How providers are battling bad health ratings in Southeast Missouri

Monday, May 16, 2011
Leigh Hampton, FNP-BC, checks over Bud Mayberry of Advance, Mo. at Cross Trails Medical Center in Cape Girardeau. Mayberry has been Hampton's patient for the past seven years. (Laura Simon)

Despite the variety of health care providers in Cape Girardeau, many of its neighbors are greatly underserved, according to a recent study. Nine of the 10 least healthy counties in Missouri were found to be in Southeast Missouri, reported the University of Wisconsin Population Health Institute and the Robert Wood Johnson Foundation. The study compiled data from each county related to clinical care, social and economic care, physical environment and health behaviors to determine the rankings. Local medical providers say they're already working to provide affordable care for patients throughout the region.

"There is a tremendous need out there for regular preventive care and screenings to identify health problems and address them before they become something else," says Lesley O'Daniel, a registered nurse with the SHOW Mobile, or SoutheastHEALTH on Wheels. The service, a partnership between SoutheastHEALTH and Southeast Missouri State University, travels to Oran and Charleston, Mo., to provide basic care and screenings to those in need, and further south for flu clinics and health awareness events.

"Our intention is not to compete with local providers, but to fill the gaps," says O'Daniel. "Access really is the point of the service. A lot of people we find who use our service don't have transportation, or if they have a vehicle, they aren't able to afford the gas for it. A lot of our patients walk to us."

Many rely on the SHOW Mobile as a primary care provider and for regular care of chronic conditions like diabetes, she says.

"We would like to go more places. The idea is to go further south where the providers are more spread out," says O'Daniel. However, the SHOW Mobile's nurse practitioner must work within a 50-mile radius of the collaborating physician, according to Missouri state law, and O'Daniel says they don't have the funds -- yet -- to travel with a physician.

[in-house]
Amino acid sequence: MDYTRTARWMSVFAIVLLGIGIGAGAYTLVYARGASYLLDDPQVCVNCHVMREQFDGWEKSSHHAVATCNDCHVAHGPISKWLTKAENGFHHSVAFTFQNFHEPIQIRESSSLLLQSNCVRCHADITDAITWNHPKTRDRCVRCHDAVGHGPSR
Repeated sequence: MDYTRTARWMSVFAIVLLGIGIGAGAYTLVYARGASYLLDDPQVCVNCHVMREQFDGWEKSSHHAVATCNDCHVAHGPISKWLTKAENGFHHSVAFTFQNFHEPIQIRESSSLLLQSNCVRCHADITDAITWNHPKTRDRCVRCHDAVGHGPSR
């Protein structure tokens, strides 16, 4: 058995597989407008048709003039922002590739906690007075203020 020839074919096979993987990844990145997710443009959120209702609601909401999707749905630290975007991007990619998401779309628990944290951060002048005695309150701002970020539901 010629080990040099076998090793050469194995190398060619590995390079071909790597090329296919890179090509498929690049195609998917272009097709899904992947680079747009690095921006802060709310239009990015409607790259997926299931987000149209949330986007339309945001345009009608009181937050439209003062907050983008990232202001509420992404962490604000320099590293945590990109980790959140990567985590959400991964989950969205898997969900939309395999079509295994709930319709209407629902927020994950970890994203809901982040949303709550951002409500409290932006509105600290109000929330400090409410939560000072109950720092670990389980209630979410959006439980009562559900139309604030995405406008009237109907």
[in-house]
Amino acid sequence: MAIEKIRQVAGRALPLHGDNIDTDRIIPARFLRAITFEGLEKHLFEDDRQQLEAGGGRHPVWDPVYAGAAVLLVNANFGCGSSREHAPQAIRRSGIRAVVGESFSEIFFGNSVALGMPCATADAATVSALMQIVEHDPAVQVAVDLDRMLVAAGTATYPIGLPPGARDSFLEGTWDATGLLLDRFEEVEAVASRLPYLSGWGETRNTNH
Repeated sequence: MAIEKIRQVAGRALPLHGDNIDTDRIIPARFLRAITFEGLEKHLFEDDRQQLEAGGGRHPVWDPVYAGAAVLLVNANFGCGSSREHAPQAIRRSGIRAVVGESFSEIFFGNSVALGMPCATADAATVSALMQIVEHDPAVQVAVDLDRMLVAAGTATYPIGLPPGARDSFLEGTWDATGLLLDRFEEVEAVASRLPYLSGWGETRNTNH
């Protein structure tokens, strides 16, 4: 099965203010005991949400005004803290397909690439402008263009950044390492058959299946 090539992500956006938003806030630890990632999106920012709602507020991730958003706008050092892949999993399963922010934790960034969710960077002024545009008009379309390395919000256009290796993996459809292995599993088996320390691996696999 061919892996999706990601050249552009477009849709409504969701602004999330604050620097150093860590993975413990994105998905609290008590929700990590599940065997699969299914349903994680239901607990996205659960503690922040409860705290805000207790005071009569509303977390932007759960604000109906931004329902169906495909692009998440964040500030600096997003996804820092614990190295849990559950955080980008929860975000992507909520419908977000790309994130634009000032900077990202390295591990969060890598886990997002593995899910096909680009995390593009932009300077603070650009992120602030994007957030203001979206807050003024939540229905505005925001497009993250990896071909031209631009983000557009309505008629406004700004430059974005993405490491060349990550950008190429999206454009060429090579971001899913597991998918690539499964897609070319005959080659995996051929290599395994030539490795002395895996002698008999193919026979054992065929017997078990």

"We are looking at some options to expand into the southernmost areas using some telemedicine technology," she adds. With telemedicine, patients would be able to meet with doctors via real-time video conferencing, allowing a means for consultation without travel.

Meanwhile, Saint Francis Medical Center has partnered with several outlying providers to offer primary and specialty care. According to Steven Bjelich, president and CEO of the hospital, Saint Francis addresses unmet health and wellness needs during its strategic planning process, and has long worked to meet those needs.

"We seek ways to improve medical center services beyond the campus to serve the region and make health care more affordable and accessible," he says, adding that primary and specialty care access have been priorities. "Many of the counties in Saint Francis Medical Center's rural and tertiary service areas have experienced critical shortages of medical specialties," he says.

The hospital partners with Missouri Delta Medical Center in Sikeston, Mo., for cancer services; Perry County Memorial Hospital in Perryville, Mo., for wound care; Farmington Medical Practices in Farmington, Mo., for gastrointestinal care; and Parkland Health Center, also in Farmington, for neurology and neurosurgery. Saint Francis and Poplar Bluff Medical Partners together developed a campus in Poplar Bluff, Mo., to offer diagnostic imaging, outpatient surgery and a clinical setting. Saint Francis also provides a number of health education programs and free or discounted health screenings.

Cross Trails Medical Center has locations in Cape Girardeau, Marble Hill and Advance, Mo., but sees patients from as far as Wayne County and the Bootheel, says Chrissy Warren, chief operating officer at Cross Trails. Like Southeast and Saint Francis, Cross Trails has identified a demand for affordable primary care. Most in need, she says, are chronic disease management and mental health services.

"With the current state of the economy, and financial stress, health is not always a priority when people are faced with paying the bills and taking care of their families," says Leigh Hampton, a family nurse practitioner at Cross Trails in Cape Girardeau. "There is a large population without health insurance, Medicare or Medicaid."

Says Warren, "That's why Cross Trails exists -- to help those people without the financial means take care of their health care needs."

To do this, Cross Trails accepts Medicare and Medicaid; offers a sliding fee scale based on income guidelines; and participates in the Show Me Healthy Women and Vaccines for Children programs. The clinic has a case manager who works with patients on transportation and personal needs and refers them to other helpful community services. The Cape Girardeau office serves as the main site for telemedicine, especially useful for dermatology and psychiatry, say Warren and Hampton.

"We will see any patient, regardless of their ability to pay," says Hampton. "It's not a free clinic, but we're willing to reach out and try to help to the fullest extent we can and offer affordable health care."

Respond to this story

Posting a comment requires free registration: